Gin Mill Grill -
A Sandi Webster Mystery
Warm, sunny Sundays in the fall are the best time to relax and do what makes you happy. In my case, I’d gone to church in the morning, and I decided to do a little work in the backyard when I got home. My husband was in the house watching a football game, his idea of relaxation. Relaxation? I’d often heard him yell at the TV like the players could hear him and they’d be willing to take his advice (or abuse).
Our dogs had joined me in the yard. Clementine is a Chiwienie, half Chihuahua and half Dachshund. She was rescued from a puppy mill by billionaire Andrew Trapper. Long story, but he ended up sending her home with us. Unfortunately, she originally went from the puppy mill to a good but lonely home out in the middle of nowhere. Until now, she’d never done any socializing with other dogs.
Enter Bubba, my half wolf and half Golden retriever dog who’s about the size of a small bear. Clem took an immediate liking to him and has a doggie crush on him.
They’re a pretty unlikely pair of dogs considering how small Clem is, and they keep me laughing. We all need a little comedy relief from time to time.
The little one is a barker, although I don’t think she started out that way. She just wasn’t used to the sounds of kids playing, traffic and neighbors. She seemed to think she owned the world now that she had a permanent and happy home. Her most annoying habit is licking, and I didn’t know how to break that habit.
I did a lot of thinking about my business while I pruned bushes and raked leaves.
I’m Sandi Webster-Goldberg, and my husband is Pete. We own a detective agency, Webster and Goldberg. That’s exactly what I needed to talk to him about.
Clem started barking, and I snapped at her, and immediately felt guilty. “I’m sorry, baby. I’ve just got a lot on my mind,” I said, scratching her belly when she dropped and rolled over on her back.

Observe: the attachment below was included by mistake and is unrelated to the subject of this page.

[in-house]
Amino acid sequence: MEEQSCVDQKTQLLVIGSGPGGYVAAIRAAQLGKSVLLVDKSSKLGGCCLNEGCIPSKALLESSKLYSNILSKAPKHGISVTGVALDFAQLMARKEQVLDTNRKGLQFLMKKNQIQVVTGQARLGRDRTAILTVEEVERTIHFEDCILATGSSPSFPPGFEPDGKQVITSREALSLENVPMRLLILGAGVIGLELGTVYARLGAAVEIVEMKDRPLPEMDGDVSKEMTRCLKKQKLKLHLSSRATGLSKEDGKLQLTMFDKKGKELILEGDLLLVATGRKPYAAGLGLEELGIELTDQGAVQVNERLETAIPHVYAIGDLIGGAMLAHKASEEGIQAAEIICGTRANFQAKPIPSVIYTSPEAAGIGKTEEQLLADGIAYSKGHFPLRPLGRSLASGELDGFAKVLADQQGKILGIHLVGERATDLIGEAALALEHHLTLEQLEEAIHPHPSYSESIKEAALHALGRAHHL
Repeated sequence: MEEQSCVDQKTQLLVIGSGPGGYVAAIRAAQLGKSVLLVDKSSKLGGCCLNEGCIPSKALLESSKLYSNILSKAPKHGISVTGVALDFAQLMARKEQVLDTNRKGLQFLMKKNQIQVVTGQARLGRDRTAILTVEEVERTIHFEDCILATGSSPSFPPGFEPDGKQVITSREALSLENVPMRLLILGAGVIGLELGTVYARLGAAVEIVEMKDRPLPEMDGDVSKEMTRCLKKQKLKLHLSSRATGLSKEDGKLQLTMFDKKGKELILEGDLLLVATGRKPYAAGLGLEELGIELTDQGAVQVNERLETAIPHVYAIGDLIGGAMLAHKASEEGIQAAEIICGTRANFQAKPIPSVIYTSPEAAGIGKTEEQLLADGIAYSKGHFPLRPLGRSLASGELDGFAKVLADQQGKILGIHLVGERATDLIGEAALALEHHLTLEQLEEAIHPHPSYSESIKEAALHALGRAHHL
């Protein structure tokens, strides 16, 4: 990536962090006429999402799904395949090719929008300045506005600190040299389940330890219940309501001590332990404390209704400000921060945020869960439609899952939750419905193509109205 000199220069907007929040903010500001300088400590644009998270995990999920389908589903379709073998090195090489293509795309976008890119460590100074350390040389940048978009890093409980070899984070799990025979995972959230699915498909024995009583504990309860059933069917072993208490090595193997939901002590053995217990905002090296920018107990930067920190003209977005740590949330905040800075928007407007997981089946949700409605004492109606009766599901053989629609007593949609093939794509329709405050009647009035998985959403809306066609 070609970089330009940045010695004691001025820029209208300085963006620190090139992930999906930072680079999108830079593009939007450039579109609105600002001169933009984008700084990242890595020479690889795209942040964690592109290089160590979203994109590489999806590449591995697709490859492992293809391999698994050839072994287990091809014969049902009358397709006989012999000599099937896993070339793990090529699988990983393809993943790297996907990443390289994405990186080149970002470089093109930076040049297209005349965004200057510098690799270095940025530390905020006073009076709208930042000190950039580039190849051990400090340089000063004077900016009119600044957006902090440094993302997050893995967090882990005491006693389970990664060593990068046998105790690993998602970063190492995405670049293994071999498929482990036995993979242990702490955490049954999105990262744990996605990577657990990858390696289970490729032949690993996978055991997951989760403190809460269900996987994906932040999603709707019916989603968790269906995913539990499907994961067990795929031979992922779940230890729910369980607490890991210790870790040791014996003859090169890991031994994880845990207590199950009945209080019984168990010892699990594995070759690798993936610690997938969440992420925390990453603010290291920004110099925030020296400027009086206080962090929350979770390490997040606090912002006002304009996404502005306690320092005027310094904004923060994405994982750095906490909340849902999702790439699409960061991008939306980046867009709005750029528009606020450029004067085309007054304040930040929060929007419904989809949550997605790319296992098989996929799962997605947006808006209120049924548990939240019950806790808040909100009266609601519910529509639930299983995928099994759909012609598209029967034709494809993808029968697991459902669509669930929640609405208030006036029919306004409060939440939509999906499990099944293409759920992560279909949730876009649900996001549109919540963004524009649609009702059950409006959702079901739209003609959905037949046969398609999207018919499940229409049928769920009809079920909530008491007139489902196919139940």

I walked into the house just in time to hear Pete yelling, “…you lazy bum!” while he shook his fist at the television.
I hoped he could interrupt his viewing time to listen to me. I sighed.
“Pete, is arf actually a word?” I asked. Maybe I could distract him.
“I don’t know. Why would you ask me something like that?” He pushed the Mute button on the remote control, but didn’t take his eyes off the television.
“Because Clem’s been barking all day, and without thinking I just told her I didn’t want to hear another word out of her.”
“Seriously?” Pete started to laugh.
“I guess I was distracted. Sometimes she makes me feel like we have a naughty child in the house.”
“That little mutt has your number.” He turned the sound back on.
“We need to talk,” I said, picking up the remote and muting the sound again.
“Oh? What’s going on now?” He reluctantly dragged his gaze from the TV to me, which was easy since I was standing in front of it.
“It seems like we’ve had too many cases that don’t involve a paying client. We need to drum up some business before we go broke.”
“Sandi, sit down. You’re right. We need to talk.”
“Trapper ended up paying us for our help when he was kidnapped, and he paid a lot. Not a fortune,” Pete said, “but a lot. Plus we got Clem from him.”
“I know,” I said, “but that money isn’t going to last forever. We can’t keep handling cases pro bono. We’ve helped my mother – twice. I can’t charge my own mother. And don’t forget that time we got stranded in Wolf Creek. Who’d have thought we’d find a mystery in a deserted ghost town?”
“You’re right, sweetie,” Pete said. “We were involved in a cold case in Washington, too, and we were there for our honeymoon. No one paid us for that one, other than the fact that our room was free. It was our own doing. It seems we can’t keep our noses out of things when there’s a problem.”
“Word-of-mouth is the best advertising, but I think we need to do some formal advertising. Maybe I can get Stanley to build us a website, too.”
Stanley works for us. He’s a computer genius and he’s helped us out on many occasions, along with his wife, Felicity, who’s actually a model. Stanley was one of our first clients and became a good friend, and employee. After all, who’d rather write verses for greeting cards when he could work as a detective? He preferred what we offered him.
“You know,” I said, “even if we don’t get paid for a case, we have to pay Stanley when he’s in on the action.”
“Good point. Okay, let’s talk to him tomorrow and see, between us, what we can do to earn our keep.”
Pete picked up the remote and turned the sound back on, motioning for me to get out of his way.
I sighed, once again, and wandered outside to try to stop Clem’s barking.
~ * ~
The next morning we arrived at the office to find Stanley already there and working at his computer.
We don’t often bring the dogs with us to the office, but this time we’d decided Clementine needed more socializing.